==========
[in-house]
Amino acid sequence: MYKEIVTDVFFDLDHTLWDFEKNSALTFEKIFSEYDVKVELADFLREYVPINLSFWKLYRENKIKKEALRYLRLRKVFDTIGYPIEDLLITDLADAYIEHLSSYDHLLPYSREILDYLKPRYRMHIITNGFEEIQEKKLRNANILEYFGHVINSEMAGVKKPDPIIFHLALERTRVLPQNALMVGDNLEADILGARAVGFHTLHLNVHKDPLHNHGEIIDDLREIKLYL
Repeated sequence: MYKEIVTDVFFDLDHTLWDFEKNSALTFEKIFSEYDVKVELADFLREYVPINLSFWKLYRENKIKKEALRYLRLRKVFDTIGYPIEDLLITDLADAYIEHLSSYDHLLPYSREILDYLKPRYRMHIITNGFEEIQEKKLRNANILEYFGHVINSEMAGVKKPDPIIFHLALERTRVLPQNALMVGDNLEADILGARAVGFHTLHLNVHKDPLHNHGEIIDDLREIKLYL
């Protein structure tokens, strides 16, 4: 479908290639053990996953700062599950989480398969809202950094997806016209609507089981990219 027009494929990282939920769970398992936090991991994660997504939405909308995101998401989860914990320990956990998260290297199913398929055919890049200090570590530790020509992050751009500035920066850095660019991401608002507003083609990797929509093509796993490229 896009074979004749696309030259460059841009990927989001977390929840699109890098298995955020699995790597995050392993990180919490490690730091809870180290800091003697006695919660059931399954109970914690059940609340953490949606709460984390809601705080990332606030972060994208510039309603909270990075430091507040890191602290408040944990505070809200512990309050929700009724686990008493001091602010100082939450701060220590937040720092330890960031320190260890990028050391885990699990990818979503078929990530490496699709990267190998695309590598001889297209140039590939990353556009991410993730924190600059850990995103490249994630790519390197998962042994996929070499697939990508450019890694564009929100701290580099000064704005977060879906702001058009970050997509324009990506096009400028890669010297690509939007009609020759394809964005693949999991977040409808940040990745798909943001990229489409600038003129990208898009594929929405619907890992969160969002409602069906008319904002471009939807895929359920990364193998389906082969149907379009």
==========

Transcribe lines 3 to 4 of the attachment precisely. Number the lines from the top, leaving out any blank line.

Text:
Repeated sequence: MYKEIVTDVFFDLDHTLWDFEKNSALTFEKIFSEYDVKVELADFLREYVPINLSFWKLYRENKIKKEALRYLRLRKVFDTIGYPIEDLLITDLADAYIEHLSSYDHLLPYSREILDYLKPRYRMHIITNGFEEIQEKKLRNANILEYFGHVINSEMAGVKKPDPIIFHLALERTRVLPQNALMVGDNLEADILGARAVGFHTLHLNVHKDPLHNHGEIIDDLREIKLYL
């Protein structure tokens, strides 16, 4: 479908290639053990996953700062599950989480398969809202950094997806016209609507089981990219 027009494929990282939920769970398992936090991991994660997504939405909308995101998401989860914990320990956990998260290297199913398929055919890049200090570590530790020509992050751009500035920066850095660019991401608002507003083609990797929509093509796993490229 896009074979004749696309030259460059841009990927989001977390929840699109890098298995955020699995790597995050392993990180919490490690730091809870180290800091003697006695919660059931399954109970914690059940609340953490949606709460984390809601705080990332606030972060994208510039309603909270990075430091507040890191602290408040944990505070809200512990309050929700009724686990008493001091602010100082939450701060220590937040720092330890960031320190260890990028050391885990699990990818979503078929990530490496699709990267190998695309590598001889297209140039590939990353556009991410993730924190600059850990995103490249994630790519390197998962042994996929070499697939990508450019890694564009929100701290580099000064704005977060879906702001058009970050997509324009990506096009400028890669010297690509939007009609020759394809964005693949999991977040409808940040990745798909943001990229489409600038003129990208898009594929929405619907890992969160969002409602069906008319904002471009939807895929359920990364193998389906082969149907379009």